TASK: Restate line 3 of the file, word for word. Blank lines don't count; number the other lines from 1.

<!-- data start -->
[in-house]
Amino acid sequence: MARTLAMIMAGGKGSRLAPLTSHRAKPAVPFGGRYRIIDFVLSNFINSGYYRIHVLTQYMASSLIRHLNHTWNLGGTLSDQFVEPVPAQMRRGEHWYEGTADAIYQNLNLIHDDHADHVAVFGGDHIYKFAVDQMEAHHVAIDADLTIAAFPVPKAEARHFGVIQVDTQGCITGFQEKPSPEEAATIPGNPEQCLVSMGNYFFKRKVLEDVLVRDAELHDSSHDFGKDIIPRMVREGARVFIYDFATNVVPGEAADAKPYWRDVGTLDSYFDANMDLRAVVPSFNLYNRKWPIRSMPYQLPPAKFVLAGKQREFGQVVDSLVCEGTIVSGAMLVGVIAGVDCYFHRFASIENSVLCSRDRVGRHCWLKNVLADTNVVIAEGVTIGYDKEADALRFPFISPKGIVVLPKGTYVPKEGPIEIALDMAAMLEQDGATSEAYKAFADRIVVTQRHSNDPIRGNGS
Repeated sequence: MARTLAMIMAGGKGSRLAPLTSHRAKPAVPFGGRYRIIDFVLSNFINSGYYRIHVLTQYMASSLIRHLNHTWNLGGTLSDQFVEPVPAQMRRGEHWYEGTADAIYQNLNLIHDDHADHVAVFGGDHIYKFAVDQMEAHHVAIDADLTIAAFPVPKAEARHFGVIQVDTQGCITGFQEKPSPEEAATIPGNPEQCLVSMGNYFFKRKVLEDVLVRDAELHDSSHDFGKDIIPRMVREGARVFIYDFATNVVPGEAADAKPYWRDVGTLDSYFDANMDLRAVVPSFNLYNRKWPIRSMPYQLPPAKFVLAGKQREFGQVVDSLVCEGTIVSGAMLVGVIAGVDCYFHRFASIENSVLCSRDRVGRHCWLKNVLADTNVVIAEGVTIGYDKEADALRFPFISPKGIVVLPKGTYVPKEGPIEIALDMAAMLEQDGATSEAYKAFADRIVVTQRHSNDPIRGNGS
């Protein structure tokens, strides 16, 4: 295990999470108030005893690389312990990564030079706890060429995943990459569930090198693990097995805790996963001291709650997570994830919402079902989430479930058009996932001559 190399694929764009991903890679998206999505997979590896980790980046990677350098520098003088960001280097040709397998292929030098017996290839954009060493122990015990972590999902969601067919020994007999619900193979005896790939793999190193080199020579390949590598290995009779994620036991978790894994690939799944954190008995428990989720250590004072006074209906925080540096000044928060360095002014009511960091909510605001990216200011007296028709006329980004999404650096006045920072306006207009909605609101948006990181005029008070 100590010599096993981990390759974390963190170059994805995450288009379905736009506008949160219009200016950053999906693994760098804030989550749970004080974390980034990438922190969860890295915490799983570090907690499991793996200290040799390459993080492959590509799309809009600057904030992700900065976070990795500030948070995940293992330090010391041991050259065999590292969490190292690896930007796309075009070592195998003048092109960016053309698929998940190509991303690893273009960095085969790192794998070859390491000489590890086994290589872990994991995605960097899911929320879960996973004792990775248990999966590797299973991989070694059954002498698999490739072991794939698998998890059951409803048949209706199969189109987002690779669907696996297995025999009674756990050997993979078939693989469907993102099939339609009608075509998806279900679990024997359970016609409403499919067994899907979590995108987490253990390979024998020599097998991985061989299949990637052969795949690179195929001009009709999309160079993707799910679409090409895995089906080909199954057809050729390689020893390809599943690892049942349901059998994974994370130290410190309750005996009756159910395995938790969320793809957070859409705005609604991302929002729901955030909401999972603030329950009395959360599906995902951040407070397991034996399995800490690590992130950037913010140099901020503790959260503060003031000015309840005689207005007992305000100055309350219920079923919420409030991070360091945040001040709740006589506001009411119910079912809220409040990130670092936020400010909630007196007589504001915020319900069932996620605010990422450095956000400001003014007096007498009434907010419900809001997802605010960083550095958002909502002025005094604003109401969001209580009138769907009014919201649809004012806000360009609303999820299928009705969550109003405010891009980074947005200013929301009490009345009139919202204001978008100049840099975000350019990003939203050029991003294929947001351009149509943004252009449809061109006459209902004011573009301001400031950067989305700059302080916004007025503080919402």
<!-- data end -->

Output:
Repeated sequence: MARTLAMIMAGGKGSRLAPLTSHRAKPAVPFGGRYRIIDFVLSNFINSGYYRIHVLTQYMASSLIRHLNHTWNLGGTLSDQFVEPVPAQMRRGEHWYEGTADAIYQNLNLIHDDHADHVAVFGGDHIYKFAVDQMEAHHVAIDADLTIAAFPVPKAEARHFGVIQVDTQGCITGFQEKPSPEEAATIPGNPEQCLVSMGNYFFKRKVLEDVLVRDAELHDSSHDFGKDIIPRMVREGARVFIYDFATNVVPGEAADAKPYWRDVGTLDSYFDANMDLRAVVPSFNLYNRKWPIRSMPYQLPPAKFVLAGKQREFGQVVDSLVCEGTIVSGAMLVGVIAGVDCYFHRFASIENSVLCSRDRVGRHCWLKNVLADTNVVIAEGVTIGYDKEADALRFPFISPKGIVVLPKGTYVPKEGPIEIALDMAAMLEQDGATSEAYKAFADRIVVTQRHSNDPIRGNGS